New name, new livery, new management, the return of a legend behind the wheel.
But the challenge remains as before for the now-Alpine-badged Enstone Formula 1 team as it launches its 2021 car today: how to smash through the apparent glass ceiling of that midfield pack.
Laying down the foundations for that to happen are taking longer than the previous team boss Cyril Abiteboul envisioned.
There has been a basic incompatibility between the amount of resource the automotive parent company Renault wishes to allocate to an F1 project and the level of success realistically achievable within that budget. That has brought tensions and pressures to even this most robust team of seasoned campaigners.
The failure of the 2019 technical management to make the performance advances expected after a heavy technical investment led to their departure at the end of that season.
Their replacements – namely Pat Fry and Dirk de Beer – joined too late to be able to impart much of an influence on the 2020 car, which was actually a better car than its predecessor and scored three podiums.
The team has been on a steady improvement curve since Renault repurchased it in 2016, when its car (pictured above) was 2.8s off the pace. In each subsequent year since, that deficit has reduced: to 1.8s, 1.7s, 1.4s and – last year – 1.2s.
The fact that the dismissed team leaders had, before they left, pulled together an improved car just underlines the value of stability. That’s a quality which seems somewhat elusive at the moment in the wake of major management changes.
This has cascaded down from enforced management changes in the parent company triggered a couple of years ago by Carlos Ghosn’s unexpected departure.
Since Luca de Meo took up the CEO position a few months ago he has taken a very keen interest in the F1 programme and, not unnaturally, wants to stamp his own mark on it.
As such he recruited Davide Brivio from MotoGP to run the team in the expectation that Abiteboul would accept a management job overseeing the whole Alpine brand.
Instead, Abiteboul quit – and there has been something of a hurried reshuffling of responsibilities in the wake of that. Quite how the incumbent executive director Marcin Budkowski and Brivio split their responsibilities is not yet clear – and this sets a tenor for the whole team.
Ambiguity and uncertainty is rarely a good preparation for a racing team and the hope is that this can all be settled quickly.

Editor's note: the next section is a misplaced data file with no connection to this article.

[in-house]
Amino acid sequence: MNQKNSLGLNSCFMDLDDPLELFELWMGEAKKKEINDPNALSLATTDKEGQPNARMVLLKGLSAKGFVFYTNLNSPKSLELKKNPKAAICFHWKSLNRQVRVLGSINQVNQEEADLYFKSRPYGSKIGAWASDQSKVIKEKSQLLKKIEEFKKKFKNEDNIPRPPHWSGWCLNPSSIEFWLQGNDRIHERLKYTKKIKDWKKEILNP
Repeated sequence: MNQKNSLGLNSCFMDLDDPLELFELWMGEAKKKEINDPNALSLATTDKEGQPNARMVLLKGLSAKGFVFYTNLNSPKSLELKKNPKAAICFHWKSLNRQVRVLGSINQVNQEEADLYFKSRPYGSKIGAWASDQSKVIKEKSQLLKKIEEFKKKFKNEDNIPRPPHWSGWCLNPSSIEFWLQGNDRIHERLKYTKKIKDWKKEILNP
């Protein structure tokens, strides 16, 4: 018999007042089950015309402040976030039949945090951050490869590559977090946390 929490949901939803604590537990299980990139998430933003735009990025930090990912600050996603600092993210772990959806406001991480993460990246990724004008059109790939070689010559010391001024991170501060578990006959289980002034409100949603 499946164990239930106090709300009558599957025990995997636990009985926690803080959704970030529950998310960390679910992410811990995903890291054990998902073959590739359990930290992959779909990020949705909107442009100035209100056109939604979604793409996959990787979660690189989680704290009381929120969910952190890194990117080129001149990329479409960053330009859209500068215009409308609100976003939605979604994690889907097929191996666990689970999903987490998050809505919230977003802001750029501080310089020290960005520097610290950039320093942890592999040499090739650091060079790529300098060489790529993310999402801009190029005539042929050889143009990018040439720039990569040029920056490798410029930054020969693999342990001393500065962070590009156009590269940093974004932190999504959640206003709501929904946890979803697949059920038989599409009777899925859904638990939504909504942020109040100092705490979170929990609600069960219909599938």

Into this mix insert the returning, hugely ambitious Fernando Alonso, recruited by Abiteboul as the departing Daniel Ricciardo’s replacement. Someone who will be blunt about any shortcomings.
Any driver pushing 40 years old and returning to F1 after two years away must face questions about his prospects. But this is Alonso. Remarkable is the norm for him.
There looked little missing from his skills last year in Abu Dhabi where after lapping the old 2005 V10 car at speeds only a couple of seconds off the back of the current grid, he proceeded in the ‘young driver’ test to lap the RS20 faster than it had been qualified by its regular drivers a few days earlier.
But the ultimate barometer of his performance will be that of team-mate Esteban Ocon, a driver who in career terms badly needs to bounce back strongly from having been dominated by Ricciardo last year. There is definitely potential for tension in that line-up.
On the positive side, there is a respectable base to build upon. At its best, in the second half of the season, last year’s Renault was capable of podiums.
It tended to run sweeter on low-downforce tracks, suggesting there may have been some un-simulated aerodynamic issues when run in higher downforce trim.
If the team now has a fuller understanding of that and if the Viry engine facility – now only supplying Alpine following McLaren’s return to Mercedes – can again provide a decently competitive power unit, there’s no physical reason why that deficit to the front can’t narrow further.
But Alpine is up against some likely very hot competition in this part of the grid in the shape of Aston Martin, Ferrari and McLaren.
To keep that momentum going and to keep Alonso happy may require some very strong leadership.